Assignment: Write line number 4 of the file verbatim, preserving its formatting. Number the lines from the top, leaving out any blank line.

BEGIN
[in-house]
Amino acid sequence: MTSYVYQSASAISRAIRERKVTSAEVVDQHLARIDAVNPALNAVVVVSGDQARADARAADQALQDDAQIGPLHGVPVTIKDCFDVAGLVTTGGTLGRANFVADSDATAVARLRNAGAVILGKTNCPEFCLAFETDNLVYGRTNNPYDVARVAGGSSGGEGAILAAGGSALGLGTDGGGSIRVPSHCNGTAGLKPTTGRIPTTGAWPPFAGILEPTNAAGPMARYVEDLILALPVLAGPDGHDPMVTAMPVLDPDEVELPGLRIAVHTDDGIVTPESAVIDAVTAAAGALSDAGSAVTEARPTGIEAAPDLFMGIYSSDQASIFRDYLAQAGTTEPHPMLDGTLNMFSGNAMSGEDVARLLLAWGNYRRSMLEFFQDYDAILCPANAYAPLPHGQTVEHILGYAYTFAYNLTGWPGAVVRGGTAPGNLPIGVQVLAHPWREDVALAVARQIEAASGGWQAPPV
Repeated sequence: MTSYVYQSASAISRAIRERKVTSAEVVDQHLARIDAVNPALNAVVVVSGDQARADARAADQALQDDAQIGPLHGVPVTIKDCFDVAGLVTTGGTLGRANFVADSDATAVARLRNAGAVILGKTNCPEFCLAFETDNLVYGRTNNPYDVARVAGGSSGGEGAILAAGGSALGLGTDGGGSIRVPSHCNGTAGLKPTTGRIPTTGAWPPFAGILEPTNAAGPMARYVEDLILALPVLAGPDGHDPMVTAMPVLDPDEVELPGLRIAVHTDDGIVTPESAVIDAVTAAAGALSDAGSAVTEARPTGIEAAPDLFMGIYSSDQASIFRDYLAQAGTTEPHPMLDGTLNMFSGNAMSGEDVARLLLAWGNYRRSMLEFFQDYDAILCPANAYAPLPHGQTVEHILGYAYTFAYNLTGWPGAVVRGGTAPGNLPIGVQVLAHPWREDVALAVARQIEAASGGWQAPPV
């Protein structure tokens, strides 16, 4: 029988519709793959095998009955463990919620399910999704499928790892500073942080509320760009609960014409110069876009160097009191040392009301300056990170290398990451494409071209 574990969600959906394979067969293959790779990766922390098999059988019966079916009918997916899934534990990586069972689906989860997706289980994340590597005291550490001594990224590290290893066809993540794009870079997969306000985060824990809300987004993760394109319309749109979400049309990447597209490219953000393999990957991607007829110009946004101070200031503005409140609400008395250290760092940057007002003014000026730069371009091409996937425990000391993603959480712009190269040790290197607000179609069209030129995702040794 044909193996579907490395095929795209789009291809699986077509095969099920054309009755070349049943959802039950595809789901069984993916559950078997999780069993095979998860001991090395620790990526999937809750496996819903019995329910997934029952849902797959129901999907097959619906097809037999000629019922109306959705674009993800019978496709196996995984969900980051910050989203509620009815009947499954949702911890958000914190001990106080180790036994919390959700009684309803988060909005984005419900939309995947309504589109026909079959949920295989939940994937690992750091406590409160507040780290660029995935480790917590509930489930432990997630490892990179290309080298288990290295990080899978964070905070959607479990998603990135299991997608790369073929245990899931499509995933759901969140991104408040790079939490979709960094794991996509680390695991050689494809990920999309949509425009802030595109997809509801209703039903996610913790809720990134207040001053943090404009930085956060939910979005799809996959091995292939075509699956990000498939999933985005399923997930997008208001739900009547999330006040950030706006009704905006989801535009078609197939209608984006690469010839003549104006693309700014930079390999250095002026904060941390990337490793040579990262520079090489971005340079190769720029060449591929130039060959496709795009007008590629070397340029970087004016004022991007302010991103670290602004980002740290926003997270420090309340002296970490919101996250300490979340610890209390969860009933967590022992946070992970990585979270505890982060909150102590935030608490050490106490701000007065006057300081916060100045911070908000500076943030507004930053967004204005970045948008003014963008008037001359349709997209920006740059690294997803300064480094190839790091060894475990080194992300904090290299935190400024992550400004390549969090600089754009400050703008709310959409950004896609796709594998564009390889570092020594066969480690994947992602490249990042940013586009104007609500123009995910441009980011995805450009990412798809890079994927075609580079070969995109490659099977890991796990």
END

């Protein structure tokens, strides 16, 4: 029988519709793959095998009955463990919620399910999704499928790892500073942080509320760009609960014409110069876009160097009191040392009301300056990170290398990451494409071209 574990969600959906394979067969293959790779990766922390098999059988019966079916009918997916899934534990990586069972689906989860997706289980994340590597005291550490001594990224590290290893066809993540794009870079997969306000985060824990809300987004993760394109319309749109979400049309990447597209490219953000393999990957991607007829110009946004101070200031503005409140609400008395250290760092940057007002003014000026730069371009091409996937425990000391993603959480712009190269040790290197607000179609069209030129995702040794 044909193996579907490395095929795209789009291809699986077509095969099920054309009755070349049943959802039950595809789901069984993916559950078997999780069993095979998860001991090395620790990526999937809750496996819903019995329910997934029952849902797959129901999907097959619906097809037999000629019922109306959705674009993800019978496709196996995984969900980051910050989203509620009815009947499954949702911890958000914190001990106080180790036994919390959700009684309803988060909005984005419900939309995947309504589109026909079959949920295989939940994937690992750091406590409160507040780290660029995935480790917590509930489930432990997630490892990179290309080298288990290295990080899978964070905070959607479990998603990135299991997608790369073929245990899931499509995933759901969140991104408040790079939490979709960094794991996509680390695991050689494809990920999309949509425009802030595109997809509801209703039903996610913790809720990134207040001053943090404009930085956060939910979005799809996959091995292939075509699956990000498939999933985005399923997930997008208001739900009547999330006040950030706006009704905006989801535009078609197939209608984006690469010839003549104006693309700014930079390999250095002026904060941390990337490793040579990262520079090489971005340079190769720029060449591929130039060959496709795009007008590629070397340029970087004016004022991007302010991103670290602004980002740290926003997270420090309340002296970490919101996250300490979340610890209390969860009933967590022992946070992970990585979270505890982060909150102590935030608490050490106490701000007065006057300081916060100045911070908000500076943030507004930053967004204005970045948008003014963008008037001359349709997209920006740059690294997803300064480094190839790091060894475990080194992300904090290299935190400024992550400004390549969090600089754009400050703008709310959409950004896609796709594998564009390889570092020594066969480690994947992602490249990042940013586009104007609500123009995910441009980011995805450009990412798809890079994927075609580079070969995109490659099977890991796990």